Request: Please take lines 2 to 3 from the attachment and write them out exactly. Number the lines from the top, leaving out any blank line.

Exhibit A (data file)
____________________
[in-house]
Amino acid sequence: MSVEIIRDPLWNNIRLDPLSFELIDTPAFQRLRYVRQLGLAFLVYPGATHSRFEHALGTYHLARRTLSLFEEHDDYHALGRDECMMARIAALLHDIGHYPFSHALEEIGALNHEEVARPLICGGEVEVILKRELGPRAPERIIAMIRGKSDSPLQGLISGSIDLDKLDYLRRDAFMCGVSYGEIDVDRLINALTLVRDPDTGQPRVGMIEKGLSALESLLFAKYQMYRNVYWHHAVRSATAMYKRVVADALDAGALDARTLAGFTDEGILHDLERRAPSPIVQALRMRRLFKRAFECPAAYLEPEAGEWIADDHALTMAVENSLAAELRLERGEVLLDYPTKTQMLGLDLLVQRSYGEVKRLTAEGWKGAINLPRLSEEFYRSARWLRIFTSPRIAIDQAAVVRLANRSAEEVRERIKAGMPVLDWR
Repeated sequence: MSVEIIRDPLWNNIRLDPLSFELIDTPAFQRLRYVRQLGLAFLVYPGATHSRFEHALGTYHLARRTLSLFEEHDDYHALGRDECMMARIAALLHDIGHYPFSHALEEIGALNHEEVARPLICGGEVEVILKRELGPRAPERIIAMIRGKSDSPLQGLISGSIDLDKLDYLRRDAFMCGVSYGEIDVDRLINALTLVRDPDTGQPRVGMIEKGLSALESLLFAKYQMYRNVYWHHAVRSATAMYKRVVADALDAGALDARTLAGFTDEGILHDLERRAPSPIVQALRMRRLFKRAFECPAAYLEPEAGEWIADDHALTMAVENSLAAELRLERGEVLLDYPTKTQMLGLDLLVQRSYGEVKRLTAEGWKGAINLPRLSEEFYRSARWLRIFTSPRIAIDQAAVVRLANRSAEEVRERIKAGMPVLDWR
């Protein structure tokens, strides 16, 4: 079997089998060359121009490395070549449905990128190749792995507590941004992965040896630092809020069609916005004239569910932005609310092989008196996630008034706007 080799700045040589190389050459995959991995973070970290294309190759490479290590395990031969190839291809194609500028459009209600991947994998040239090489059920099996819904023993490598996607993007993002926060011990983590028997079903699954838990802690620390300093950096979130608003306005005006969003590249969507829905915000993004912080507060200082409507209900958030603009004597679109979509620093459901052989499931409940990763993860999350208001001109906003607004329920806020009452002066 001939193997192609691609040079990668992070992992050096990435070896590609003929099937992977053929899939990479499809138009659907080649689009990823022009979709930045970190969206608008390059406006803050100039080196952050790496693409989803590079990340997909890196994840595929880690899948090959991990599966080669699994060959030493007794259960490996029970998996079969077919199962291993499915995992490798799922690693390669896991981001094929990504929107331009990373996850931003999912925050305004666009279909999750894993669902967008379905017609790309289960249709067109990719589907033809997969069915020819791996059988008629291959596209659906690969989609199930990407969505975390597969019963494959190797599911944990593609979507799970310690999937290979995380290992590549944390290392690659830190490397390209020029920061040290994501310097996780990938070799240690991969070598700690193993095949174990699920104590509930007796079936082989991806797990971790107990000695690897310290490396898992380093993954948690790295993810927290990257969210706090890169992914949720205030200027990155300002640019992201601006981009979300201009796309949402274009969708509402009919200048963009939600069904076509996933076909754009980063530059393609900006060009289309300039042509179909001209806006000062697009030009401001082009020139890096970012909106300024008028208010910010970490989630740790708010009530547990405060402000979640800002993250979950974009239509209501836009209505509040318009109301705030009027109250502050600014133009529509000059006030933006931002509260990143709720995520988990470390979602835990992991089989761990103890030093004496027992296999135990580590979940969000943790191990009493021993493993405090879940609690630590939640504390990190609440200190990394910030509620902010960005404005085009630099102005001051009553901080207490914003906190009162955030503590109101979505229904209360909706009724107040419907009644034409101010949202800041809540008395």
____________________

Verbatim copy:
Amino acid sequence: MSVEIIRDPLWNNIRLDPLSFELIDTPAFQRLRYVRQLGLAFLVYPGATHSRFEHALGTYHLARRTLSLFEEHDDYHALGRDECMMARIAALLHDIGHYPFSHALEEIGALNHEEVARPLICGGEVEVILKRELGPRAPERIIAMIRGKSDSPLQGLISGSIDLDKLDYLRRDAFMCGVSYGEIDVDRLINALTLVRDPDTGQPRVGMIEKGLSALESLLFAKYQMYRNVYWHHAVRSATAMYKRVVADALDAGALDARTLAGFTDEGILHDLERRAPSPIVQALRMRRLFKRAFECPAAYLEPEAGEWIADDHALTMAVENSLAAELRLERGEVLLDYPTKTQMLGLDLLVQRSYGEVKRLTAEGWKGAINLPRLSEEFYRSARWLRIFTSPRIAIDQAAVVRLANRSAEEVRERIKAGMPVLDWR
Repeated sequence: MSVEIIRDPLWNNIRLDPLSFELIDTPAFQRLRYVRQLGLAFLVYPGATHSRFEHALGTYHLARRTLSLFEEHDDYHALGRDECMMARIAALLHDIGHYPFSHALEEIGALNHEEVARPLICGGEVEVILKRELGPRAPERIIAMIRGKSDSPLQGLISGSIDLDKLDYLRRDAFMCGVSYGEIDVDRLINALTLVRDPDTGQPRVGMIEKGLSALESLLFAKYQMYRNVYWHHAVRSATAMYKRVVADALDAGALDARTLAGFTDEGILHDLERRAPSPIVQALRMRRLFKRAFECPAAYLEPEAGEWIADDHALTMAVENSLAAELRLERGEVLLDYPTKTQMLGLDLLVQRSYGEVKRLTAEGWKGAINLPRLSEEFYRSARWLRIFTSPRIAIDQAAVVRLANRSAEEVRERIKAGMPVLDWR